# Debye

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Editor-In-Chief: C. Michael Gibson, M.S., M.D. [1]

## Overview

The debye (symbol: D) is a non-SI, CGS unit of electrical dipole moment. It is defined as 1×10−18 statcoulomb centimeter (or 1×10−20 esu m, or 1×10−18 Fr cm). In SI units, 1 D equals approximately 3.33564×10−30 coulomb-meter (exactly 1×10−21 C m2/s divided by c, the speed of light in vacuum). Conversely 1 C m = 2.9979×1029 D. It is named after the physicist Peter J. W. Debye.

Historically the debye was defined as the dipole moment resulting from two charges of opposite sign but an equal magnitude of 10-10 statcoulomb (generally called esu in older literature), which were separated by 1 angstrom (10-8 cm or 10-10m).

Dipole moment is defined:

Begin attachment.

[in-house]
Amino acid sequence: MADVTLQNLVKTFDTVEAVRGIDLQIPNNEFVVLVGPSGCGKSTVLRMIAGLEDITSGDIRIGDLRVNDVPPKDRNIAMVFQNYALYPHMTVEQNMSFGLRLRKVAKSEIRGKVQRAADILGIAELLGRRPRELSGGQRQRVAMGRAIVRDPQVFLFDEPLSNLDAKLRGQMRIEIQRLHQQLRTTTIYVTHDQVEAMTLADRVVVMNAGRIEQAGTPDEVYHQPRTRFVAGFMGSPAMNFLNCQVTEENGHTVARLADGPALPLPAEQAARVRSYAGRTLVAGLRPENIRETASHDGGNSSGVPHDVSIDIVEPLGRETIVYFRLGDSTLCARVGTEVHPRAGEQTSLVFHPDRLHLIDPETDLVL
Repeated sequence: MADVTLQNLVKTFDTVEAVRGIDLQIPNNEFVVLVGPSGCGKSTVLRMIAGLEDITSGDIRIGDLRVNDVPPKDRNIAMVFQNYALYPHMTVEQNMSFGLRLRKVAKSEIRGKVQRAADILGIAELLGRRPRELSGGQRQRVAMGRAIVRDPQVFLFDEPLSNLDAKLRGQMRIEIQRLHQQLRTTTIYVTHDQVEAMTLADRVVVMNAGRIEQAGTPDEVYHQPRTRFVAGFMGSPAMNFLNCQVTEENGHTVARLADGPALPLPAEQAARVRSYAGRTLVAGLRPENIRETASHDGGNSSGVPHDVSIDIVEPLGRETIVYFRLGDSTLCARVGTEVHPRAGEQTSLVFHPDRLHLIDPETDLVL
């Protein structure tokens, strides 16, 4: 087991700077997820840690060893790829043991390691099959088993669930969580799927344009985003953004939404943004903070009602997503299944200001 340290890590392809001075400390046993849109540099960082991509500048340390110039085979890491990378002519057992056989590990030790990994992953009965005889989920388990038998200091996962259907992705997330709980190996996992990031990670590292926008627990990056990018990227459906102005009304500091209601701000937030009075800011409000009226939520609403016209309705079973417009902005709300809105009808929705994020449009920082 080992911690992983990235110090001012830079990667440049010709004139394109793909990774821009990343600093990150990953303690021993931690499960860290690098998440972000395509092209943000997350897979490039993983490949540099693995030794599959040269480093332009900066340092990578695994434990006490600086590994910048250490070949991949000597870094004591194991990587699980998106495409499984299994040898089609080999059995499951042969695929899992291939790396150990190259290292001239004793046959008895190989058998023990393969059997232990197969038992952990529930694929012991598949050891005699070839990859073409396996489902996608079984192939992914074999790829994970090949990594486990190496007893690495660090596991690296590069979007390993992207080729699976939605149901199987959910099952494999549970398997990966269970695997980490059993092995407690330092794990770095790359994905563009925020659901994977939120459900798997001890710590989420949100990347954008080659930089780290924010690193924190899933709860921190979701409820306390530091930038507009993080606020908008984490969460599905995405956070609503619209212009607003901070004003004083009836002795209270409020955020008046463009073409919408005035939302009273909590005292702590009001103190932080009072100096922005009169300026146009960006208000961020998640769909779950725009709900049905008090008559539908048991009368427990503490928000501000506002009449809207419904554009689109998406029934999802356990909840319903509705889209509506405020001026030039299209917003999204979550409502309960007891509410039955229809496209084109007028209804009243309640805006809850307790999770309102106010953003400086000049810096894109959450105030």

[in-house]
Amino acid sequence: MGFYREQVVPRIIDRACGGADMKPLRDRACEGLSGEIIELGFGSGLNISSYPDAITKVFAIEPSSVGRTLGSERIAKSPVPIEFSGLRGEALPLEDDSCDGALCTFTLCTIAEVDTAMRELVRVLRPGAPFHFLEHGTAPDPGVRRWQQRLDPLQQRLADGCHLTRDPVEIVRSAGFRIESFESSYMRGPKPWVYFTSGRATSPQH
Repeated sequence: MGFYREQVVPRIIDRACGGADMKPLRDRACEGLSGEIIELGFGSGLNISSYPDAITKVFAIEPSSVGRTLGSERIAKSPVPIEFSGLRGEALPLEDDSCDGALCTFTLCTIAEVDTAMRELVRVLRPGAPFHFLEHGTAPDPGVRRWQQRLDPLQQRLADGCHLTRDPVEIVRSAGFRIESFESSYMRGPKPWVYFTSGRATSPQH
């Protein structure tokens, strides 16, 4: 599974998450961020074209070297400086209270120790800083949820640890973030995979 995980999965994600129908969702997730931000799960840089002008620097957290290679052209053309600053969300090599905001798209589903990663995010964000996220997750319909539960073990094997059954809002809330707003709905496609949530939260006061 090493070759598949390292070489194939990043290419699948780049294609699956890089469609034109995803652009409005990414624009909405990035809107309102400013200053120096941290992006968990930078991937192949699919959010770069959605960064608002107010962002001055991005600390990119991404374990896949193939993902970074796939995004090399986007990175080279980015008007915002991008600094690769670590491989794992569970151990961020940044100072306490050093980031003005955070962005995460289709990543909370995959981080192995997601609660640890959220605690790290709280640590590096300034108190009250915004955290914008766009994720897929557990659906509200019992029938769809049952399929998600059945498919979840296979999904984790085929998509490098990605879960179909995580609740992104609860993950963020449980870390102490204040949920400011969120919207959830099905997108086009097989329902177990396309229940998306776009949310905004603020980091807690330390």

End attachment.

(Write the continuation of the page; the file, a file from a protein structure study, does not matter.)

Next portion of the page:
${\displaystyle \mathbf {p} =q\,\mathbf {r} }$
1 debye = (10-10)(10-8) statcoulomb centimeter

Note that 10-10 statcoulomb is 0.48 units of elementary charge.

This gave a convenient unit for molecular dipole moments. Typical dipole moments for simple diatomic molecules are in the range of 0 - 11D, where symmetric homoatomic species, e.g. chlorine, Cl2, have a dipole moment of 0D and highly ionic molecular species such as gas phase potassium bromide, KBr have a dipole moment of 10.5D.[1]
The debye is still used in atomic physics and chemistry because SI units are inconveniently large, particularly since the smallest prefix is ×10−24 (e.g., 2.54 D = 8.47×10−6 yCm). Note that SI disallows the application of prefixes to both members of a compound unit (e.g., 2.54 D = 8.47 fC·fm) or the compounding of prefixes (e.g., 2.54 D = 8.47 µyCm), so there is currently no satisfactory solution to this problem of notation.

## References

1. Physical chemistry 2d Edition (1966) G.M. Barrow McGraw Hill